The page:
Vicki Hoskinson

A prisoner convicted of k*illing an 8-year-old girl in Arizona in 1984 is scheduled to be executed on Wednesday, marking the state’s second execution since officials resumed carrying out the death penalty in May after a nearly eight-year hiatus.

Frank Atwood, age 66, is scheduled to be executed by lethal injection at the state prison in Florence for the mu*rder of Vicki Hoskinson, whose body was discovered in the desert. Prior to her disappearance, she had left her Tucson home to deliver a birthday card to a nearby mailbox.

Atwood will become the second Arizona prisoner to be executed in less than a month if the execution is not halted by a court order. The execution of Clarence Dixon last month ended Arizona’s moratorium on executions, which had been attributed to the difficulty of obtaining lethal injection drugs and criticism over a botched execution in 2014.

Opponents of the death penalty are concerned that Arizona will now begin executing prisoners who have languished on death row, but state officials did not immediately respond to a request for comment on their future execution plans. In Arizona, which has 112 prisoners on death row, including Atwood, no additional executions have been scheduled.

In recent weeks, judges have rejected attempts by Atwood’s attorneys to delay the execution. He insists on his innocence.

Atwood’s attorneys contend that his degenerative spinal condition would make it excruciatingly painful for him to be strapped to a gurney, on which prisoners receive lethal injections. The attorneys have also questioned whether state officials met a requirement that the expiration date of the lethal injection drug fall after the execution date.

In court filings, Atwood’s attorneys also argued that the aggravating factor that made his crime eligible for the death penalty was improperly applied. He was convicted of lewd and lascivious conduct with a child under 14 in California in 1975, and he was convicted of Vicki’s m*urder in 1987. In the past, judges have rejected this legal argument.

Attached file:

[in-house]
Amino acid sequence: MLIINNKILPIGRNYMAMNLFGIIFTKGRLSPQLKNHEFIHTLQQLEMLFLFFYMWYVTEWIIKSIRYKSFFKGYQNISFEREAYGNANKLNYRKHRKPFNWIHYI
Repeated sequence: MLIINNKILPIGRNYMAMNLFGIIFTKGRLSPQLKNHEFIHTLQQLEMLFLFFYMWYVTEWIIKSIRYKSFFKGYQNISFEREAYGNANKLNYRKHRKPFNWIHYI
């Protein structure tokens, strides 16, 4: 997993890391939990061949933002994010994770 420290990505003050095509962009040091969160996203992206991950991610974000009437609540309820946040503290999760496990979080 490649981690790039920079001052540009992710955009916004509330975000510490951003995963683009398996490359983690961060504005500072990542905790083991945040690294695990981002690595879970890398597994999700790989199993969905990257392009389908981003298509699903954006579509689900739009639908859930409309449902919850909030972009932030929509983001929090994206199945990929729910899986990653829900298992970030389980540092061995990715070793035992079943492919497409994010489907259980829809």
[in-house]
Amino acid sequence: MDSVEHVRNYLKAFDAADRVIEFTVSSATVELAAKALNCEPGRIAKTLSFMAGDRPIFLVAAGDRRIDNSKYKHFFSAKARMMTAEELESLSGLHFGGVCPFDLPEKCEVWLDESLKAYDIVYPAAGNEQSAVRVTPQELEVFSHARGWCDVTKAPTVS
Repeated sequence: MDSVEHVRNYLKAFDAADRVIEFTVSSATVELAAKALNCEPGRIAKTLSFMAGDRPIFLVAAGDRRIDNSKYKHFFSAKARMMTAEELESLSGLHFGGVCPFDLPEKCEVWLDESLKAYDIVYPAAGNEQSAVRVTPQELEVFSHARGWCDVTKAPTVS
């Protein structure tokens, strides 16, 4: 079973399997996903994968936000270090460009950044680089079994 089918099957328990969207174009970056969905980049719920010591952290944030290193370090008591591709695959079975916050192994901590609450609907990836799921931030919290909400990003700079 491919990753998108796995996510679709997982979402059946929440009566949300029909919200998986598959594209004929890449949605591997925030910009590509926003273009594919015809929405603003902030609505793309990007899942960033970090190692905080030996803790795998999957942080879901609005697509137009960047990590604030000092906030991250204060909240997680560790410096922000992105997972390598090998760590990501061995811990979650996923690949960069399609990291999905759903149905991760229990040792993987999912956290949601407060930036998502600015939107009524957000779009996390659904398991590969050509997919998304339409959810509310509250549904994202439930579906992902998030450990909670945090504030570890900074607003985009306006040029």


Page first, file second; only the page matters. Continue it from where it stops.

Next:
Prosecutors assert that Atwood is attempting to delay his execution indefinitely through legal maneuvers, claiming that his pain will be alleviated by propping him up with a pillow on his back.

The tilting capability of the gurney. The prosecutors stated that Atwood can continue taking his spinal condition-related pain medication prior to the execution and will be given a mild sedative before it begins.

Vicki’s skeletal remains were discovered in the desert northwest of Tucson nearly seven months after her disappearance, according to authorities. Using the remains, experts were unable to determine the cause of death, according to court documents.

In Arizona, inmates are permitted to choose between a gas chamber and lethal injection, but he declined, leaving him to be executed by lethal injection, the state’s default method.

Even though he did not choose the gas chamber, Atwood’s attorneys challenged the state of Arizona’s gas chamber procedures.

They stated that Atwood has the right to choose between constitutionally permissible execution methods and suggested that the state switch its lethal gas from hydrogen cyanide gas to nitrogen gas because nitrogen gas would result in painless deaths. Prosecutors in Arizona replied that nitrogen-based executions are “untried and untested.”

Atwood’s attorneys argued that the state’s lethal gas protocol requiring the use of hydrogen cyanide gas, which was used in some past U.S. executions and by the Nazis to k*ill 865,000 Jews at Auschwitz alone, is unconstitutional and would cause excruciating levels of pain.

Only Arizona, California, Missouri, and Wyoming contain decades-old toxic gas.

There are still execution laws on the books. Arizona, which carried out the last execution by gas chamber in the United States more than two decades ago, is the only state with a functioning gas chamber.

In recent years, Oklahoma, Mississippi, and Alabama have passed laws permitting executions with nitrogen gas, at least in certain circumstances, despite the fact that experts have stated that this has never been done and that no state has established protocols to permit it.

Dixon was executed on May 11 for the 1978 mu*rder of Deana Bowdoin, a 21-year-old Arizona State University student. Dixon was convicted of mu*rdering Bowdoin.

Experts on the death penalty criticized his execution because it took 30 minutes for officials to insert an intravenous line into his body and 10 minutes for him to die.

Seven to ten minutes, they said, should elapse between the insertion of the IV and the moment the prisoner is pronounced dead.

The execution team initially attempted to insert an IV into Dixon’s left arm, but were unsuccessful.

were successful in connecting it to his right arm. They then made an incision in his groin to insert a second intravenous line.

Dixon’s execution was the first in the state since the execution of Joseph Wood in July 2014, who was administered 15 doses of a two-drug cocktail over nearly two hours.

Wood repeatedly snorted and gasped before passing away. His attorney claimed that the execution was botched.

Similar Posts

Leave a Reply

Your email address will not be published. Required fields are marked *